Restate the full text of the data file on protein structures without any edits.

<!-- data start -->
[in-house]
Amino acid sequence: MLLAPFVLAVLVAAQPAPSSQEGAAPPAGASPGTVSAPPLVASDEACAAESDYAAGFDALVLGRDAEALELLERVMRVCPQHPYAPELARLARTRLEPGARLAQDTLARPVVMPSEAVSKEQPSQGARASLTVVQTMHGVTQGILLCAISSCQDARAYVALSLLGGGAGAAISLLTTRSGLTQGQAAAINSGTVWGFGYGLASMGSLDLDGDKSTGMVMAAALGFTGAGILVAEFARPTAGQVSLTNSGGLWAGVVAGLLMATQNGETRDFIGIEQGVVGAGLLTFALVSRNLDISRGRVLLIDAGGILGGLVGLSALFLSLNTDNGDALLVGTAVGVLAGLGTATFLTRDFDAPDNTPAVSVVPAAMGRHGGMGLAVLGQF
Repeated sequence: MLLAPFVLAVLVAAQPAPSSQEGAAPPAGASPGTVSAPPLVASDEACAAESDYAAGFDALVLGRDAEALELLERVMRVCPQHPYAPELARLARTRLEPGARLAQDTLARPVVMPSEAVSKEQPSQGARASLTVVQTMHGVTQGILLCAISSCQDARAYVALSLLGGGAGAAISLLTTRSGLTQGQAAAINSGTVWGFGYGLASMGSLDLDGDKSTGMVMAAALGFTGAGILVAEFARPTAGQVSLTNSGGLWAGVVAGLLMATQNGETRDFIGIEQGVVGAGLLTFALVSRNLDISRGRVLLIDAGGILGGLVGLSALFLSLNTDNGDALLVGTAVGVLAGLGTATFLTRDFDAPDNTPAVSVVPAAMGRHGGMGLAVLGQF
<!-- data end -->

[in-house]
Amino acid sequence: MLLAPFVLAVLVAAQPAPSSQEGAAPPAGASPGTVSAPPLVASDEACAAESDYAAGFDALVLGRDAEALELLERVMRVCPQHPYAPELARLARTRLEPGARLAQDTLARPVVMPSEAVSKEQPSQGARASLTVVQTMHGVTQGILLCAISSCQDARAYVALSLLGGGAGAAISLLTTRSGLTQGQAAAINSGTVWGFGYGLASMGSLDLDGDKSTGMVMAAALGFTGAGILVAEFARPTAGQVSLTNSGGLWAGVVAGLLMATQNGETRDFIGIEQGVVGAGLLTFALVSRNLDISRGRVLLIDAGGILGGLVGLSALFLSLNTDNGDALLVGTAVGVLAGLGTATFLTRDFDAPDNTPAVSVVPAAMGRHGGMGLAVLGQF
Repeated sequence: MLLAPFVLAVLVAAQPAPSSQEGAAPPAGASPGTVSAPPLVASDEACAAESDYAAGFDALVLGRDAEALELLERVMRVCPQHPYAPELARLARTRLEPGARLAQDTLARPVVMPSEAVSKEQPSQGARASLTVVQTMHGVTQGILLCAISSCQDARAYVALSLLGGGAGAAISLLTTRSGLTQGQAAAINSGTVWGFGYGLASMGSLDLDGDKSTGMVMAAALGFTGAGILVAEFARPTAGQVSLTNSGGLWAGVVAGLLMATQNGETRDFIGIEQGVVGAGLLTFALVSRNLDISRGRVLLIDAGGILGGLVGLSALFLSLNTDNGDALLVGTAVGVLAGLGTATFLTRDFDAPDNTPAVSVVPAAMGRHGGMGLAVLGQF